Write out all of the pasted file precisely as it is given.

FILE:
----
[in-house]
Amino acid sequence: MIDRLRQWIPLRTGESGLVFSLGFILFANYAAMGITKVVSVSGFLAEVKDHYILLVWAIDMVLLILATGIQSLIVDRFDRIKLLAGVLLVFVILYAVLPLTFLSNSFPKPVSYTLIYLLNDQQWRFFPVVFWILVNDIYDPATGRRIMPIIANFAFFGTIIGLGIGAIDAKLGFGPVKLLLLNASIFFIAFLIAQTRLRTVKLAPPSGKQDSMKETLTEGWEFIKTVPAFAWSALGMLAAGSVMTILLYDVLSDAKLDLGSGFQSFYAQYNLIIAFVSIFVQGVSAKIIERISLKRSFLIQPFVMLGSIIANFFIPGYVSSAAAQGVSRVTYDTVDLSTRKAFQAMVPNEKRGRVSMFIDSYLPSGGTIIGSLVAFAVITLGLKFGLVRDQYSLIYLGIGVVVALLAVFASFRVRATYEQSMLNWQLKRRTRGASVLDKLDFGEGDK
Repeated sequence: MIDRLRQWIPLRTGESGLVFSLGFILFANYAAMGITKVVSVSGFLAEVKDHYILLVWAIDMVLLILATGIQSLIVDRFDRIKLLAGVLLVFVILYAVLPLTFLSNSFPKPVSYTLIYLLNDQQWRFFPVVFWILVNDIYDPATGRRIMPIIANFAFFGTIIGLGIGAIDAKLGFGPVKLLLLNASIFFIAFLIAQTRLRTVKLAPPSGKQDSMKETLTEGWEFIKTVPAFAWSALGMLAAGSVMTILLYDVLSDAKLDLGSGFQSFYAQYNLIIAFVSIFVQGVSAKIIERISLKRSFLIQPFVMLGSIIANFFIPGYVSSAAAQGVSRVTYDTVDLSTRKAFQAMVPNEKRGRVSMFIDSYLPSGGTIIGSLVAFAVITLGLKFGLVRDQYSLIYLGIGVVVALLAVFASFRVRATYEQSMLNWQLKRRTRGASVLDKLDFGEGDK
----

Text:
[in-house]
Amino acid sequence: MIDRLRQWIPLRTGESGLVFSLGFILFANYAAMGITKVVSVSGFLAEVKDHYILLVWAIDMVLLILATGIQSLIVDRFDRIKLLAGVLLVFVILYAVLPLTFLSNSFPKPVSYTLIYLLNDQQWRFFPVVFWILVNDIYDPATGRRIMPIIANFAFFGTIIGLGIGAIDAKLGFGPVKLLLLNASIFFIAFLIAQTRLRTVKLAPPSGKQDSMKETLTEGWEFIKTVPAFAWSALGMLAAGSVMTILLYDVLSDAKLDLGSGFQSFYAQYNLIIAFVSIFVQGVSAKIIERISLKRSFLIQPFVMLGSIIANFFIPGYVSSAAAQGVSRVTYDTVDLSTRKAFQAMVPNEKRGRVSMFIDSYLPSGGTIIGSLVAFAVITLGLKFGLVRDQYSLIYLGIGVVVALLAVFASFRVRATYEQSMLNWQLKRRTRGASVLDKLDFGEGDK
Repeated sequence: MIDRLRQWIPLRTGESGLVFSLGFILFANYAAMGITKVVSVSGFLAEVKDHYILLVWAIDMVLLILATGIQSLIVDRFDRIKLLAGVLLVFVILYAVLPLTFLSNSFPKPVSYTLIYLLNDQQWRFFPVVFWILVNDIYDPATGRRIMPIIANFAFFGTIIGLGIGAIDAKLGFGPVKLLLLNASIFFIAFLIAQTRLRTVKLAPPSGKQDSMKETLTEGWEFIKTVPAFAWSALGMLAAGSVMTILLYDVLSDAKLDLGSGFQSFYAQYNLIIAFVSIFVQGVSAKIIERISLKRSFLIQPFVMLGSIIANFFIPGYVSSAAAQGVSRVTYDTVDLSTRKAFQAMVPNEKRGRVSMFIDSYLPSGGTIIGSLVAFAVITLGLKFGLVRDQYSLIYLGIGVVVALLAVFASFRVRATYEQSMLNWQLKRRTRGASVLDKLDFGEGDK